Investor Advocates for Social Justice

Coverage of Tri-State CRI’s Anti-Trafficking Work in the Star Ledger

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Super Bowl 2014 Pre-game

By Mark Di Ionno/Star-Ledger Columnist
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on October 01, 2013 at 7:00 AM, updated October 01, 2013 at 11:58 AM

There’s a pre-Super Bowl battle going on, that’s more life-and-death than any football game.

This one pits nuns against pimps. And as any Catholic school kid can testify, the smart money should be on the nuns.

Beginning this week, a group of 200 volunteers, including 30 nuns, will be cold-calling or visiting 300 New Jersey hotels to talk about the Super Bowl’s dirty little secret: prostitution.

Make that dirty big secret, because everybody knows hookers follow the game. But most dismiss it with a smirk. They see only a victimless crime, a business arrangement between consenting adults, where the women are willing opportunists and the men just out for a good time.

The nuns don’t see it that way. They see victims. They see powerless women — and girls — exploited because of their poverty. They see human degradation of the worst kind.

“These girls are modern day slaves,” Sr. Patricia Daly, a Dominican nun told the audience of volunteers, mostly from faith-based groups, last week at the Jewish Federation of Metrowest in Whippany. “Their stories are absolutely heartbreaking.”

Daly is leading the “Hotel Outreach” program for the New Jersey Coalition Against Human Trafficking.

Melanie Roth Gorelick, the coordinator of the coalition, says it has turned its “attention to the Super Bowl” since last April, just before Gov. Chris Christie signed legislation aimed at human trafficking. In the outreach program, the volunteers will invite hotel managers to a Nov. 6 training session at Rutgers-Newark, to help them identify traffickers. If they don’t respond, they’ll invite them again. And again.

SUPER_BOWL _NUNS_FIGHT_PIMPS.JPGSister Pat Daly with Catholics for Responsible Investment leads the effort for nuns and other volunteers to visit local hotels prior to the Super Bowl to fight human trafficking as law enforcement expects an influx of prostitution.John Munson/The Star-Ledger

“We want to make them understand that looking the other way on prostitution and human trafficking is bad for business,” Daly said. “There won’t be any loud protests, just gentle persuasion.”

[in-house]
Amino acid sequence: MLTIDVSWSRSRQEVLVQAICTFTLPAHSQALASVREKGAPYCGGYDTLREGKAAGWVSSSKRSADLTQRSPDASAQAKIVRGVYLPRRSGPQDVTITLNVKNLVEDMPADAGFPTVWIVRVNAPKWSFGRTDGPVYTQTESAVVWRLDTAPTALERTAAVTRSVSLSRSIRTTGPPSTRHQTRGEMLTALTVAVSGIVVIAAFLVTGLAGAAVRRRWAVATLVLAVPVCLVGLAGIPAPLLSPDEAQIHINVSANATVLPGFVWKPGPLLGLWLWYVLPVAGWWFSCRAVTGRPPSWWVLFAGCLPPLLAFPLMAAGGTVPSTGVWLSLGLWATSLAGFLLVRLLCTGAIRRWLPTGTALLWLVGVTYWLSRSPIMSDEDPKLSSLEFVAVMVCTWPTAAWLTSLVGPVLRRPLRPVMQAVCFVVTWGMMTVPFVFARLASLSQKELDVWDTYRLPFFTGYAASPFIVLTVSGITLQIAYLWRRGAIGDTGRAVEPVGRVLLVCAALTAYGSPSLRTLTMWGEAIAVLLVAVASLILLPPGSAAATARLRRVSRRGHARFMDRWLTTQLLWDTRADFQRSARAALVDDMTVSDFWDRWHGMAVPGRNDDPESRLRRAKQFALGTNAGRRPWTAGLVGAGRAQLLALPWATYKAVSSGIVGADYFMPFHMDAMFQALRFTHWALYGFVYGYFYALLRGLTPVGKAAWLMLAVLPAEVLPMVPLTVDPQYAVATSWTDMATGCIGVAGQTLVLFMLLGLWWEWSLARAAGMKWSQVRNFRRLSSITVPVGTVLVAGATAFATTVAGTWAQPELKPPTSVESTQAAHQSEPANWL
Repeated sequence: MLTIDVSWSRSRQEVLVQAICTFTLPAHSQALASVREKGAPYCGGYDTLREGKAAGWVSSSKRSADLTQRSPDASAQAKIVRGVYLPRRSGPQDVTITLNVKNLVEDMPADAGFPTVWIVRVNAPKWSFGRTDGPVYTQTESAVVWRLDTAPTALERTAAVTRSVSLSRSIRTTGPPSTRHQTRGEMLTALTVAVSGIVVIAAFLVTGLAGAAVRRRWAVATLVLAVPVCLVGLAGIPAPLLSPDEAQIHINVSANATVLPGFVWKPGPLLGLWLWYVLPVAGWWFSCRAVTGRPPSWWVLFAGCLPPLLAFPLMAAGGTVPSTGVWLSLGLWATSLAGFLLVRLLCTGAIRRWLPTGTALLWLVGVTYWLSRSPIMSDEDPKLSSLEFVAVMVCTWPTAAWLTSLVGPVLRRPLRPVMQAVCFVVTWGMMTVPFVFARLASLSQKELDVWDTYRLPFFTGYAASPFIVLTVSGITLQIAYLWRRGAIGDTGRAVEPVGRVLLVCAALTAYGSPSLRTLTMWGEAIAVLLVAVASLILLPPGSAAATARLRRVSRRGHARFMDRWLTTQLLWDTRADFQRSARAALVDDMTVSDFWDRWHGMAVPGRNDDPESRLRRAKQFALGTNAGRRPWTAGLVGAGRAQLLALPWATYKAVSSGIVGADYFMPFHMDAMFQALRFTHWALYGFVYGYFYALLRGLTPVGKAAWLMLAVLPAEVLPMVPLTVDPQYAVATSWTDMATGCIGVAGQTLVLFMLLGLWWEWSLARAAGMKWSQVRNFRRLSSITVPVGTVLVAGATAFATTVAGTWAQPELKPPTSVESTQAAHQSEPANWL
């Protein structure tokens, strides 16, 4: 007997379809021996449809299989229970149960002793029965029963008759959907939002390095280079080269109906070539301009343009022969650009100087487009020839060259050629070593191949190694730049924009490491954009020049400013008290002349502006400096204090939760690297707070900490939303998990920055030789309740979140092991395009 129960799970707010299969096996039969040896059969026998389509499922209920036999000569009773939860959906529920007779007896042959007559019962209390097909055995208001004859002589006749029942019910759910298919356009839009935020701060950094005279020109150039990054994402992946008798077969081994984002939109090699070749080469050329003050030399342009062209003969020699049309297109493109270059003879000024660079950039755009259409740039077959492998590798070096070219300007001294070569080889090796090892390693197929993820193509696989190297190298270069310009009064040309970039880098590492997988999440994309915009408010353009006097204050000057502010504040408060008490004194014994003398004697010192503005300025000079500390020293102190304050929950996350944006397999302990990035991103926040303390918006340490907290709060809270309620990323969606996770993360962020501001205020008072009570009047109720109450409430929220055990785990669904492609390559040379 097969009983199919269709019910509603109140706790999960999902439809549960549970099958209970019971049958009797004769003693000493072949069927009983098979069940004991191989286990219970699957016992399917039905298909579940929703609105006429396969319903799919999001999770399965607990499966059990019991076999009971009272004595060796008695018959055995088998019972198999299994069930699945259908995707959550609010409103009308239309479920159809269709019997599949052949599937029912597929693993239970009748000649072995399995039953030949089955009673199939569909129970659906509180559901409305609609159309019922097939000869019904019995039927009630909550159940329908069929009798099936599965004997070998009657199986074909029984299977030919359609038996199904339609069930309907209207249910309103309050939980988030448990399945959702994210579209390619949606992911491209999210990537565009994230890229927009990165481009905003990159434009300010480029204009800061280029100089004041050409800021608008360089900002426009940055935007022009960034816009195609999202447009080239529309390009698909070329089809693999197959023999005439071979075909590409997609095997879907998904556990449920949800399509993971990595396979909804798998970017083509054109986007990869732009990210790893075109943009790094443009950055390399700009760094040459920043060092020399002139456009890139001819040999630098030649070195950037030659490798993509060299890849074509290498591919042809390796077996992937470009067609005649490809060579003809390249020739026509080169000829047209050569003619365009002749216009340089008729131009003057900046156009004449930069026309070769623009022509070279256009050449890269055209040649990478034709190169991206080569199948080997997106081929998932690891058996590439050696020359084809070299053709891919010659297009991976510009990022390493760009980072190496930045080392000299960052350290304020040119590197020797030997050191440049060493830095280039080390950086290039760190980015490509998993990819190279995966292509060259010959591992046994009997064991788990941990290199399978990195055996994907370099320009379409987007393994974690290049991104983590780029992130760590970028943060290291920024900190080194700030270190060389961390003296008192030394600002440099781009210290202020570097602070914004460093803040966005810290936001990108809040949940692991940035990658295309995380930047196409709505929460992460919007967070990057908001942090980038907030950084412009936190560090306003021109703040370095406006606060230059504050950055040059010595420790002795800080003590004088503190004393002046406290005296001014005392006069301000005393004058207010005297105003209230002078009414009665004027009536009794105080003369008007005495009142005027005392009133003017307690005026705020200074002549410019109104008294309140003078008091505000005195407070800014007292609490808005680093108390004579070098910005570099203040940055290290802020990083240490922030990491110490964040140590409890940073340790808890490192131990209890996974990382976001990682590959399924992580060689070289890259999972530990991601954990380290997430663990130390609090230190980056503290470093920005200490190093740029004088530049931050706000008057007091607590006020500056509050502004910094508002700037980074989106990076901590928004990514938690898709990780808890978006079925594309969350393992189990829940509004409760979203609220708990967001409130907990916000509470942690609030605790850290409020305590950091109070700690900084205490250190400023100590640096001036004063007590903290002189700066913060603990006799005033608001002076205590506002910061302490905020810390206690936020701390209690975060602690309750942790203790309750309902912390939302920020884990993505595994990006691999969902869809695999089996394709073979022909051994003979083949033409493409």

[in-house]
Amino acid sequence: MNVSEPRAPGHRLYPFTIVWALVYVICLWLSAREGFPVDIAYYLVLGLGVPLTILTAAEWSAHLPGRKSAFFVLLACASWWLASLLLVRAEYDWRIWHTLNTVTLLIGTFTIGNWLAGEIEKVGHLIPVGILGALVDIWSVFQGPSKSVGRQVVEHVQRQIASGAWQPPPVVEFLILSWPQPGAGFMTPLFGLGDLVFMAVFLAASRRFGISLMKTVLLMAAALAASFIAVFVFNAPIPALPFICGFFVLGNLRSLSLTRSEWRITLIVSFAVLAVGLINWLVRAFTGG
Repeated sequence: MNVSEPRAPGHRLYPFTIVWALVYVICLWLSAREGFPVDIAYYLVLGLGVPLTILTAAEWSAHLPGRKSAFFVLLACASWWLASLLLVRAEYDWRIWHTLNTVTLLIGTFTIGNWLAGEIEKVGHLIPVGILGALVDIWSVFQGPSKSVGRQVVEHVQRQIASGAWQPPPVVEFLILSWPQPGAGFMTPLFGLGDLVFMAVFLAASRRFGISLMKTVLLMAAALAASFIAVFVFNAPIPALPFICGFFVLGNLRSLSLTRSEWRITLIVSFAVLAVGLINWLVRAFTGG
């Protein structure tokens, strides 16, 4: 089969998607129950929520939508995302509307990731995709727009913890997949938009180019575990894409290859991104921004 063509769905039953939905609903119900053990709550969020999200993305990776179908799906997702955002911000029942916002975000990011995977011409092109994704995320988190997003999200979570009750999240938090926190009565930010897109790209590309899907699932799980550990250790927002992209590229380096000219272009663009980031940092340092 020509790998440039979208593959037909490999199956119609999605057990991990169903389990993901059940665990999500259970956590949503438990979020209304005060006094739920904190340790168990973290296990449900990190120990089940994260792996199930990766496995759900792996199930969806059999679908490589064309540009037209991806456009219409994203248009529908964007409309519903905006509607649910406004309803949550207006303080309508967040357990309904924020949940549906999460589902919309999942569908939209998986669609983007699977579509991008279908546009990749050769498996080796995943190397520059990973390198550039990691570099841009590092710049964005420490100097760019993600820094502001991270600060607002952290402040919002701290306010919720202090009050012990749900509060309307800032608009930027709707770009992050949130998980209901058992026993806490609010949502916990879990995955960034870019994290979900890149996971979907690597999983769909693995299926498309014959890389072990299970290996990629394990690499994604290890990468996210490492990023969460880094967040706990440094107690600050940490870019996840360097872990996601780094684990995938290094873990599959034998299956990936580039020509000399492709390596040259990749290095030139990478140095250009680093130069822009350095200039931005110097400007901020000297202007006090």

As the executive director of the Tri-State Coalition for Responsible Investment, a group of 40 Catholic dioceses and congregations, Daly has experience pressing corporations to look at the human rights or environmental impact of the policies, by having investors raise concerns.

The volunteers — which include Protestant, Jewish and Buddist congregants — will canvas national luxury brands in nine counties around the Meadowlands (plus Atlantic City) as well as the short stay joints along roads like Routes 1&9.

A second phase of the program will be distributing soap to the budget places, with the coalition’s hotline number on the wrapper, so a girl being forced into prostitution has a lifeline.

In her presentation last week, Daly did not make a huge differentiation between prostitution and human trafficking, because most prostitutes are vulnerable through substance abuse or family problems and coerced by men who can only be described in words not used by religious women.

“Depraved. So low. Something must be really be wrong in their minds,” Sr. Mary Beth Lloyd, of the Filippini Sisters at Morristown’s Villa Walsh.

She is the international director for her order’s missions and safe houses in Albania, Brazil, Ethiopia, Eritrea (a small African country on the Red Sea), and India, and said her order rescues girls as young as six.

“It’s hard for Americans to believe, but there are people so poor in the world they sell their young daughters because their families are hungry,” Lloyd said. “You have to wonder, how could a mother or father do that? It’s just an awful, awful situation.”

It’€™s hard for Americans to believe, but there are people so poor in the world they sell their young daughters because their families are hungry.

The nuns and the coalition also have a partner in Acting Attorney General John J. Hoffman, whose office has “ramped up” human trafficking enforcement, by adding four deputy AG’s to the existing task force. A recent bust of a Lakewood house where girls were kept as sex slaves was just one of the investigations brought to fruition and Hoffman said more are in the works.

The AG, too, is in the training business, and has over 100 law enforcement people also bringing their form of gentle persuasion to the hospitality industry.

“This is the kind of crime where we need the entire community to bring it to the attention of law enforcement,” Hoffman said. “But this doesn’t end with the Super Bowl. The game just gives us a chance to let people know we are very serious about this.”

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